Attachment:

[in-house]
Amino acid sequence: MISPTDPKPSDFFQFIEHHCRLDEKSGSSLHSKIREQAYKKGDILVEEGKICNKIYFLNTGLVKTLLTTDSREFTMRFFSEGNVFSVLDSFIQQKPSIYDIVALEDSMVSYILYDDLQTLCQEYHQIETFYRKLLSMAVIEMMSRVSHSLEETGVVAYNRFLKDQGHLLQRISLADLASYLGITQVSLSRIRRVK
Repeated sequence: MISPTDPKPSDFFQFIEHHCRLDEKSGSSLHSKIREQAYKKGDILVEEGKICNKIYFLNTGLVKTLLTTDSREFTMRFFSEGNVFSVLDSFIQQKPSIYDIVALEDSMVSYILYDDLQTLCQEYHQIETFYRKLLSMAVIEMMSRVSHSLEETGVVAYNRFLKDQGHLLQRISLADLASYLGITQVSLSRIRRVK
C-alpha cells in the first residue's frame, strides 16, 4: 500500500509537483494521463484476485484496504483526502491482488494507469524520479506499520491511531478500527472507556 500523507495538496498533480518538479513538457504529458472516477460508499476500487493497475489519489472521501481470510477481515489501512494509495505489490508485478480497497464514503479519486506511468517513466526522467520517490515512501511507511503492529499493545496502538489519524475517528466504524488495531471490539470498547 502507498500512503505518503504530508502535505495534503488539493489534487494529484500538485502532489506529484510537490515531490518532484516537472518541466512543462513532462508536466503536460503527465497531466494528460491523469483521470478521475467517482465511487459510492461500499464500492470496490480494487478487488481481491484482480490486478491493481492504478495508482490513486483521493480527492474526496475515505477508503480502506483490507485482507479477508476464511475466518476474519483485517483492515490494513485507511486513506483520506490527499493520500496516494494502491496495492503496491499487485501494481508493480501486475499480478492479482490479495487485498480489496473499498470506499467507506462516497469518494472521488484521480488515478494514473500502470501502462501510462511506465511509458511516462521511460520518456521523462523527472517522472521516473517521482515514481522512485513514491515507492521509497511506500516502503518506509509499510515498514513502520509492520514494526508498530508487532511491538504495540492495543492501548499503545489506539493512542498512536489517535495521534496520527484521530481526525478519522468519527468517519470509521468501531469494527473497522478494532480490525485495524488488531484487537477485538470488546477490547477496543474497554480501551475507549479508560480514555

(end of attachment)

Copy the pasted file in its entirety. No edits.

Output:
[in-house]
Amino acid sequence: MISPTDPKPSDFFQFIEHHCRLDEKSGSSLHSKIREQAYKKGDILVEEGKICNKIYFLNTGLVKTLLTTDSREFTMRFFSEGNVFSVLDSFIQQKPSIYDIVALEDSMVSYILYDDLQTLCQEYHQIETFYRKLLSMAVIEMMSRVSHSLEETGVVAYNRFLKDQGHLLQRISLADLASYLGITQVSLSRIRRVK
Repeated sequence: MISPTDPKPSDFFQFIEHHCRLDEKSGSSLHSKIREQAYKKGDILVEEGKICNKIYFLNTGLVKTLLTTDSREFTMRFFSEGNVFSVLDSFIQQKPSIYDIVALEDSMVSYILYDDLQTLCQEYHQIETFYRKLLSMAVIEMMSRVSHSLEETGVVAYNRFLKDQGHLLQRISLADLASYLGITQVSLSRIRRVK
C-alpha cells in the first residue's frame, strides 16, 4: 500500500509537483494521463484476485484496504483526502491482488494507469524520479506499520491511531478500527472507556 500523507495538496498533480518538479513538457504529458472516477460508499476500487493497475489519489472521501481470510477481515489501512494509495505489490508485478480497497464514503479519486506511468517513466526522467520517490515512501511507511503492529499493545496502538489519524475517528466504524488495531471490539470498547 502507498500512503505518503504530508502535505495534503488539493489534487494529484500538485502532489506529484510537490515531490518532484516537472518541466512543462513532462508536466503536460503527465497531466494528460491523469483521470478521475467517482465511487459510492461500499464500492470496490480494487478487488481481491484482480490486478491493481492504478495508482490513486483521493480527492474526496475515505477508503480502506483490507485482507479477508476464511475466518476474519483485517483492515490494513485507511486513506483520506490527499493520500496516494494502491496495492503496491499487485501494481508493480501486475499480478492479482490479495487485498480489496473499498470506499467507506462516497469518494472521488484521480488515478494514473500502470501502462501510462511506465511509458511516462521511460520518456521523462523527472517522472521516473517521482515514481522512485513514491515507492521509497511506500516502503518506509509499510515498514513502520509492520514494526508498530508487532511491538504495540492495543492501548499503545489506539493512542498512536489517535495521534496520527484521530481526525478519522468519527468517519470509521468501531469494527473497522478494532480490525485495524488488531484487537477485538470488546477490547477496543474497554480501551475507549479508560480514555